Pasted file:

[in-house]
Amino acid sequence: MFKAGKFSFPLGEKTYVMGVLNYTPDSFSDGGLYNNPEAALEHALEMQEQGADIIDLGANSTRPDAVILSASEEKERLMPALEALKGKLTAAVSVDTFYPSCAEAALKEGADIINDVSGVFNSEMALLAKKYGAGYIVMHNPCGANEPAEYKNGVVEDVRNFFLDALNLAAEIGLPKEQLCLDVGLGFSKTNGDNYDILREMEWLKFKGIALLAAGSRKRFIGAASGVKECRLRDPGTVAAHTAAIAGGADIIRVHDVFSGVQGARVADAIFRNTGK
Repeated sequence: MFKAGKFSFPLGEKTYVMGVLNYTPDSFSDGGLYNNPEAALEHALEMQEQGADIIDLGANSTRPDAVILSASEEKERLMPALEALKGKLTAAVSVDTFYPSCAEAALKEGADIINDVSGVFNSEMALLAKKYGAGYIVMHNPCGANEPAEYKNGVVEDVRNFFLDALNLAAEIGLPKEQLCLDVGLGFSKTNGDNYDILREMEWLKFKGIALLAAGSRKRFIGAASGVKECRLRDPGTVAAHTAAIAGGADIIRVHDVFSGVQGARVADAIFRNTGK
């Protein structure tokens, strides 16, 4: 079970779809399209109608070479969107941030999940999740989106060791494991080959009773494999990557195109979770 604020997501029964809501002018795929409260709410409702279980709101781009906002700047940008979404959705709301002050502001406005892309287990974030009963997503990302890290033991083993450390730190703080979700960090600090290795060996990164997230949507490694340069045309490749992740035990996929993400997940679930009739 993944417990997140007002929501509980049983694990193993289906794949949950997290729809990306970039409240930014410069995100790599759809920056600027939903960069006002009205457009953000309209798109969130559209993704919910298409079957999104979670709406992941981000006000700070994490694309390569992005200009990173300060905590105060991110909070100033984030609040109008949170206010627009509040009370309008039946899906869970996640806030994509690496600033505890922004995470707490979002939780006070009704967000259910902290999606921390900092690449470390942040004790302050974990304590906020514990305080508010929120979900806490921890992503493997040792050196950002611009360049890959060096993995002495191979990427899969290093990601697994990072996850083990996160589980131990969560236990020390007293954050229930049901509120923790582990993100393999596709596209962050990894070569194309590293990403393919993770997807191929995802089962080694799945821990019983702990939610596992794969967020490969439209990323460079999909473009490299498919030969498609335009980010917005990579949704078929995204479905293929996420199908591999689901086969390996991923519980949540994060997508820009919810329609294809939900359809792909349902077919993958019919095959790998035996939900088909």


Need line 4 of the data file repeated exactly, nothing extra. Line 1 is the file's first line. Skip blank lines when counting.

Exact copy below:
């Protein structure tokens, strides 16, 4: 079970779809399209109608070479969107941030999940999740989106060791494991080959009773494999990557195109979770 604020997501029964809501002018795929409260709410409702279980709101781009906002700047940008979404959705709301002050502001406005892309287990974030009963997503990302890290033991083993450390730190703080979700960090600090290795060996990164997230949507490694340069045309490749992740035990996929993400997940679930009739 993944417990997140007002929501509980049983694990193993289906794949949950997290729809990306970039409240930014410069995100790599759809920056600027939903960069006002009205457009953000309209798109969130559209993704919910298409079957999104979670709406992941981000006000700070994490694309390569992005200009990173300060905590105060991110909070100033984030609040109008949170206010627009509040009370309008039946899906869970996640806030994509690496600033505890922004995470707490979002939780006070009704967000259910902290999606921390900092690449470390942040004790302050974990304590906020514990305080508010929120979900806490921890992503493997040792050196950002611009360049890959060096993995002495191979990427899969290093990601697994990072996850083990996160589980131990969560236990020390007293954050229930049901509120923790582990993100393999596709596209962050990894070569194309590293990403393919993770997807191929995802089962080694799945821990019983702990939610596992794969967020490969439209990323460079999909473009490299498919030969498609335009980010917005990579949704078929995204479905293929996420199908591999689901086969390996991923519980949540994060997508820009919810329609294809939900359809792909349902077919993958019919095959790998035996939900088909």